Go see The Incredibles
It’s got as much action as Spiderman (I & II), and it’s also a good comedy.
Visually, it’s perfect. The insurance company design reminded me of one of my former employers (which shall remain nameless, even when it was a much better place to work than Mr. Incredible’s employer). The Incredibles’ house reminded me of Lileks, and of my aunt Maria’s house. My aunt, in a fit of 1960s modernity, turned a lovely Out Of Africa-style home stylishly decorated with Ralph Lauren-like wicker furnishings into, well, The Incredibles’ manor. (Now, that’s an unlikely pair: Lileks and my late aunt Maria. That’s the magic of Pixar for you.) The bad guy’s lair borrows a style note or two from Goldfinger’s, Dr. No’s, and that house where the two women gymnasts attacked James Bond in Diamonds Are Forever. Jazz enthusiasts will want to hang around at the end for the credits music score.
My favorite character in the film is Edna, the designer. She looks like Linda Hunt, wears Pauline Trigere glasses, and has the attitude of a Diana Vreeland.* Edna’s voice, according to the IMDB, was done by Brad Bird, the film’s writer/director, who also directed The Iron Giant, a good children’s movie. The fashion conscious will notice that Elastigirl/Mrs. Incredible’s figure echoes the latest trend in women’s fashion.
Like any good film, The Incredibles has a serious side. As Frederica Mathewes-Green said,
If the first point will discomfort euthanasia enthusiasts, the second will do the same for nanny-schoolers. While public schools across America are eliminating honor rolls and honors classes to spare the tender esteem of low achievers, Bob Parr gripes that “They keep inventing new ways to celebrate mediocrity.” Young Dash wants to go out for sports, but his parents have discouraged him, because his superpowers would reveal the family’s secret. And maybe it wouldn’t be fair? “Dad says our powers make us special,” he protests to his mom. “Everyone is special, Dash,” Helen says. “Which is another way of saying no one is,” Dash mutters.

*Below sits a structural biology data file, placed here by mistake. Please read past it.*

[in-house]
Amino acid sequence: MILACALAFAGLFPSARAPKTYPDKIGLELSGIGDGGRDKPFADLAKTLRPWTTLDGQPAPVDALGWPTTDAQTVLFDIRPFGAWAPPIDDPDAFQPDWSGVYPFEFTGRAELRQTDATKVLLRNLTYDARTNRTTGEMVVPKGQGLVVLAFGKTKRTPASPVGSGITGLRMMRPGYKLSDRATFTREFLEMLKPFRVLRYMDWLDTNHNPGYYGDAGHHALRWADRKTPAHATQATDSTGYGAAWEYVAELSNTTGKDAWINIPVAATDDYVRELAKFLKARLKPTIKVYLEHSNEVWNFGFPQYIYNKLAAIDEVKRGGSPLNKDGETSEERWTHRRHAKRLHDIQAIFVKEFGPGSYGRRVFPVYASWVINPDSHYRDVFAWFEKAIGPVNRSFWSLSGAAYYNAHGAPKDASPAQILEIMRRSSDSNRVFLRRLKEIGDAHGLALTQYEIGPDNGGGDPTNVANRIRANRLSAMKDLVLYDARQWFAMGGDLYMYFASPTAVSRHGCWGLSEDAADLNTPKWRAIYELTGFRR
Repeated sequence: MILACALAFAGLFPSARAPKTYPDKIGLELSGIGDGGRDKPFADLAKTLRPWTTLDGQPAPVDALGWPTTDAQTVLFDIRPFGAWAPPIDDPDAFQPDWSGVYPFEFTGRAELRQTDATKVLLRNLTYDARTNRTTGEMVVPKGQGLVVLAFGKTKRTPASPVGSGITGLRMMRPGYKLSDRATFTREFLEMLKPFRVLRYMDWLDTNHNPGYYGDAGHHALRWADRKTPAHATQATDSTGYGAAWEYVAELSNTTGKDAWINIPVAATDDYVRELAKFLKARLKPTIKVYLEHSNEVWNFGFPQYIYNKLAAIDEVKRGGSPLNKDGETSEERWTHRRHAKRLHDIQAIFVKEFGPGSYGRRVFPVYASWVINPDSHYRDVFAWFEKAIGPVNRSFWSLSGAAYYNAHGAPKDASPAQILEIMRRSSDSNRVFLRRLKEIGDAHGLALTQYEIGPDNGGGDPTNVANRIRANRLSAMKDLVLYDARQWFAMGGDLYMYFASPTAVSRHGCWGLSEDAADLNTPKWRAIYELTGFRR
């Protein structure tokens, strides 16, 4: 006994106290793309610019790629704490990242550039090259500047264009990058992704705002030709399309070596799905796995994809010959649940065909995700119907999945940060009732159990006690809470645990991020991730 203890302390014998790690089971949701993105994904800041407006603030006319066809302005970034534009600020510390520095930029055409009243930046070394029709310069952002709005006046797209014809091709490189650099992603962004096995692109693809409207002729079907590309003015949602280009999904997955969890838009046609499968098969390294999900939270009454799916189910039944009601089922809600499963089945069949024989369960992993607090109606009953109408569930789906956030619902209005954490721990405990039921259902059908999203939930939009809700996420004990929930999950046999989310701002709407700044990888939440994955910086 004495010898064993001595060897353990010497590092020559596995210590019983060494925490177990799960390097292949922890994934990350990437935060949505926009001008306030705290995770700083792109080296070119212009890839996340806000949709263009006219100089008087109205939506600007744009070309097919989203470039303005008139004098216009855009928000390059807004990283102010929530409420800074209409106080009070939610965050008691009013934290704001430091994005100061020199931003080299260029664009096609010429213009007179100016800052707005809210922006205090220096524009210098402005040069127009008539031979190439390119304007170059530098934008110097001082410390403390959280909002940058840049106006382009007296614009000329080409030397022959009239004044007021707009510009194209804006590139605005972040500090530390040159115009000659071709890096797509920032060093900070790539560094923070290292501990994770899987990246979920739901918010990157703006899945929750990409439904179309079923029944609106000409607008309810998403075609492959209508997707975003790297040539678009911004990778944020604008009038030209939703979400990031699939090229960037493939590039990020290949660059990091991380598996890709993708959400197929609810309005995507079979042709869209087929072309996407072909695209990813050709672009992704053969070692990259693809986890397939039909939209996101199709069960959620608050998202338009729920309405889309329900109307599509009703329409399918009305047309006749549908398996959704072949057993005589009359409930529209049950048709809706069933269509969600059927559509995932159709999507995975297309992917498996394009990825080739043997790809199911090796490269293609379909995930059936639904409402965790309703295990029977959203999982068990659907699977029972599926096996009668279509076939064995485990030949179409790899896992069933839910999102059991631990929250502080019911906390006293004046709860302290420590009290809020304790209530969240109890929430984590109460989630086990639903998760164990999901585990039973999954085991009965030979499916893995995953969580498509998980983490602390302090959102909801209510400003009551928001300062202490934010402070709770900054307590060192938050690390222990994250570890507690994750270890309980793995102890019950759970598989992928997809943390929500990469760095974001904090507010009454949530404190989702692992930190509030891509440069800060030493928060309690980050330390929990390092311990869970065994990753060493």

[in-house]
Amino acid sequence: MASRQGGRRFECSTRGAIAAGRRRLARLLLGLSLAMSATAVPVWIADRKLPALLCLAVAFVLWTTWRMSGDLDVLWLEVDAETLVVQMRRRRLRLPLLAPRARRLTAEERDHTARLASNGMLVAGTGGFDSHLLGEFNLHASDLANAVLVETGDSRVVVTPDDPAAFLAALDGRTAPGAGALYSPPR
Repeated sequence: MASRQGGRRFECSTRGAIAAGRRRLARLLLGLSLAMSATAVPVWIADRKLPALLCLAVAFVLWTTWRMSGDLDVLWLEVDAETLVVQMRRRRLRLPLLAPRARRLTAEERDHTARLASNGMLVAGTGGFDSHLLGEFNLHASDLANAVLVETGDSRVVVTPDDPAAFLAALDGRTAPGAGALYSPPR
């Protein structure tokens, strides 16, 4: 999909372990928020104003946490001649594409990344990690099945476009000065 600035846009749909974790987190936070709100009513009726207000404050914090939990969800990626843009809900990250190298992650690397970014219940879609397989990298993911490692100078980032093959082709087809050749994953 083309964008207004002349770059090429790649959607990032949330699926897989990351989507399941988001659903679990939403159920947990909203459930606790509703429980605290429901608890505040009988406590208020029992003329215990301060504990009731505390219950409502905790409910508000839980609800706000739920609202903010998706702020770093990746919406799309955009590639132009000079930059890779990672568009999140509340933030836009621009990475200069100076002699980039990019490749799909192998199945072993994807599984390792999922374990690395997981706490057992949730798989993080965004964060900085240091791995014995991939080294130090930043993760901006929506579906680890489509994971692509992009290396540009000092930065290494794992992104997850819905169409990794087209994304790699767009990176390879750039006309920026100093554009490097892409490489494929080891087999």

More on the pursuit of excellence at Blogcritics:
Th Incredibles seems to imply that we are all “special” but that some of us are more special than others, and the world is a better, happier place if individuals are free to openly express and pursue excellence rather than repressing these characteristics so as to not offend the sensibilities of the masses in the statistical average. We can see this dynamic very much at work on the world stage underlying tectonic differences between cultures.
All this, and the kids will enjoy it, too.
* On second thought, Edna’s probably based on real-life Hollywood (is that an oxymoron?) designer Edith Head, considering the “astonishing” physical resemblance.